Part 2: Rules of evidence
Questions as to meaning of EU instruments
214 Generally, the meaning or effect of the law in other jurisdictions is treated as a question of fact, to be proved in legal proceedings by evidence, rather than determined by a judge as a question of law. Section 3 of the ECA clarified that, when the UK joined the EU, UK judges were to determine the meaning or effect of the EU Treaties, or the validity, meaning or effect of any EU instrument, as a question of law, in accordance with the principles laid down by and relevant decisions of the CJEU. The EU law which is being retained by the Bill will become domestic law, and so fall to be interpreted by judges in this country. Some EU law will not become retained EU law, but may still be relevant to the interpretation of the retained EU law (for example, a court may have to consider the meaning of an EU directive when interpreting domestic regulations made to implement that directive). Paragraph 3 therefore provides that, to the extent that determining the meaning or effect of EU law is necessary for a court to interpret retained EU law, judges will continue to determine that meaning or effect themselves as a question of law, rather than treat it as a question of fact.
Power to make provision about judicial notice and admissibility
215 Matters which are ‘judicially noticed’ are deemed to already be within the knowledge of the court, and so are not required to be ‘proved’ to the court. For example, public Acts of Parliament and the EU Treaties are judicially noticed.1 Paragraph 4 provides that a minister of the Crown can make regulations which provide for judicial notice to be taken of a relevant matter, and for the admissibility in legal proceedings of evidence of both a relevant matter and instruments and documents issued by or in the custody of an EU entity, to ensure that appropriate evidential rules can be put in place to reflect the new legal landscape after exit.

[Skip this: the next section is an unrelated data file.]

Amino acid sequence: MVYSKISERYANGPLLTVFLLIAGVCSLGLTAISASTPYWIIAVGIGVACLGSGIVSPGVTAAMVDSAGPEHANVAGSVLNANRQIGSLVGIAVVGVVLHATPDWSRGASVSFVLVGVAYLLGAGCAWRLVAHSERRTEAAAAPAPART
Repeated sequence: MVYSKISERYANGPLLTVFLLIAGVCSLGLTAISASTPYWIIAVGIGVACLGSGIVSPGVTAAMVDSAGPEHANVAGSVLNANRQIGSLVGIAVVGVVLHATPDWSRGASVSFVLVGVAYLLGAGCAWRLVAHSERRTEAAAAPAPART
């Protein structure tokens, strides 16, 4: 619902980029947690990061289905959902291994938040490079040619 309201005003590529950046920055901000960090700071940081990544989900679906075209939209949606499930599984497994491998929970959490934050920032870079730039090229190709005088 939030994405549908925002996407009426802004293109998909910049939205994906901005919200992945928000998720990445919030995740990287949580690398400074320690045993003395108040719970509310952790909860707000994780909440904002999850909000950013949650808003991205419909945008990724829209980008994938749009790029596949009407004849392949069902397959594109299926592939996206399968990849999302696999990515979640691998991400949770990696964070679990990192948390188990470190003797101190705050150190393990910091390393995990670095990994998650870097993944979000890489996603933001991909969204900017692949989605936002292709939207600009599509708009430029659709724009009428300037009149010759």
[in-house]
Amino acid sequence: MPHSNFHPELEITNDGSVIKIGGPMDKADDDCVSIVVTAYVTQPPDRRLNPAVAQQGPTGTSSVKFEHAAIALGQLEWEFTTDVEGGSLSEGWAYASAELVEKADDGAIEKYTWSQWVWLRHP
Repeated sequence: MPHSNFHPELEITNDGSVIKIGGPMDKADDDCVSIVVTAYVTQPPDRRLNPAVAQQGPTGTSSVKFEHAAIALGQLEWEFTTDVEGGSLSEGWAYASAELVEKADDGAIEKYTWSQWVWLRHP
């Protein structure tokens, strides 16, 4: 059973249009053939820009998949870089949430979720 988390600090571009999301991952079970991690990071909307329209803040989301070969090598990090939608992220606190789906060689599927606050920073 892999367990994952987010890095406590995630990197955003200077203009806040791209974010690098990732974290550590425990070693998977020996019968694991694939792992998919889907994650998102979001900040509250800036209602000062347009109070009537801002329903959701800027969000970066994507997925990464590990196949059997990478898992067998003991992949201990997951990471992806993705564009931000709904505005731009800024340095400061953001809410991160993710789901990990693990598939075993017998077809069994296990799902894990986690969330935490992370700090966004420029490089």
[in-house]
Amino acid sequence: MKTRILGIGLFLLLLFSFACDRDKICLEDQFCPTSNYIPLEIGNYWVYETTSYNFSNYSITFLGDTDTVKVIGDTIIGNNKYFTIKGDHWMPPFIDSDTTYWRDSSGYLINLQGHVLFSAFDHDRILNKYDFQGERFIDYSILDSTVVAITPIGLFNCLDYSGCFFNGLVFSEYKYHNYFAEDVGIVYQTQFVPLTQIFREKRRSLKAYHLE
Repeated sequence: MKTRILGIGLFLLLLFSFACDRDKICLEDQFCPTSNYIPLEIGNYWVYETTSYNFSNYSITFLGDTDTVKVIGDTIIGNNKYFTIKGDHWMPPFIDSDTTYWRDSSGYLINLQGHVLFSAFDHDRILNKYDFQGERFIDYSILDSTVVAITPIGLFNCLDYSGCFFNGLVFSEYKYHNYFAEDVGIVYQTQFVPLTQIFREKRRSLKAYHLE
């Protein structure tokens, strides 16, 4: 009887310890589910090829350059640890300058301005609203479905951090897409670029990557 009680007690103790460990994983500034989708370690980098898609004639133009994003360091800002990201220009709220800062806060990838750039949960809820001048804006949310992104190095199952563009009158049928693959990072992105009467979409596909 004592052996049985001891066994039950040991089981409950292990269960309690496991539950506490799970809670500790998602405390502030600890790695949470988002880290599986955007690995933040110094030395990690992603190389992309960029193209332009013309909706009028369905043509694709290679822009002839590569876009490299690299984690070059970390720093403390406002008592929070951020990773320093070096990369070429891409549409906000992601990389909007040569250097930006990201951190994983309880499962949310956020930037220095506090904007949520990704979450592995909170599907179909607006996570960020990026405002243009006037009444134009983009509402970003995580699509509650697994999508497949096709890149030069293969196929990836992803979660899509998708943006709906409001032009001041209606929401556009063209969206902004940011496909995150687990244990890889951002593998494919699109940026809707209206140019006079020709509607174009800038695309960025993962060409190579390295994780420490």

216 Sub-paragraph (2) of paragraph 4 provides that regulations made under sub-paragraph (1) may require that certain conditions must be fulfilled (such as conditions regarding certification) before any evidential rules are satisfied.
217 Sub-paragraphs (3) and (4) enable regulations providing for evidential rules to modify legislation which is passed or made before the end of the Session in which this Bill is passed. This is to ensure that any new rules can properly sit alongside existing evidential provisions in other enactments.
218 Sub-paragraph (5) defines what the ‘relevant matters’ are in respect of which regulations can be made under this paragraph, being retained EU law, EU law, the EEA Agreement, or anything specified in the regulations which relates to those matters.
1 See section 3 of the Interpretation Act 1978 and section 3(2) of the European Communities Act 1972.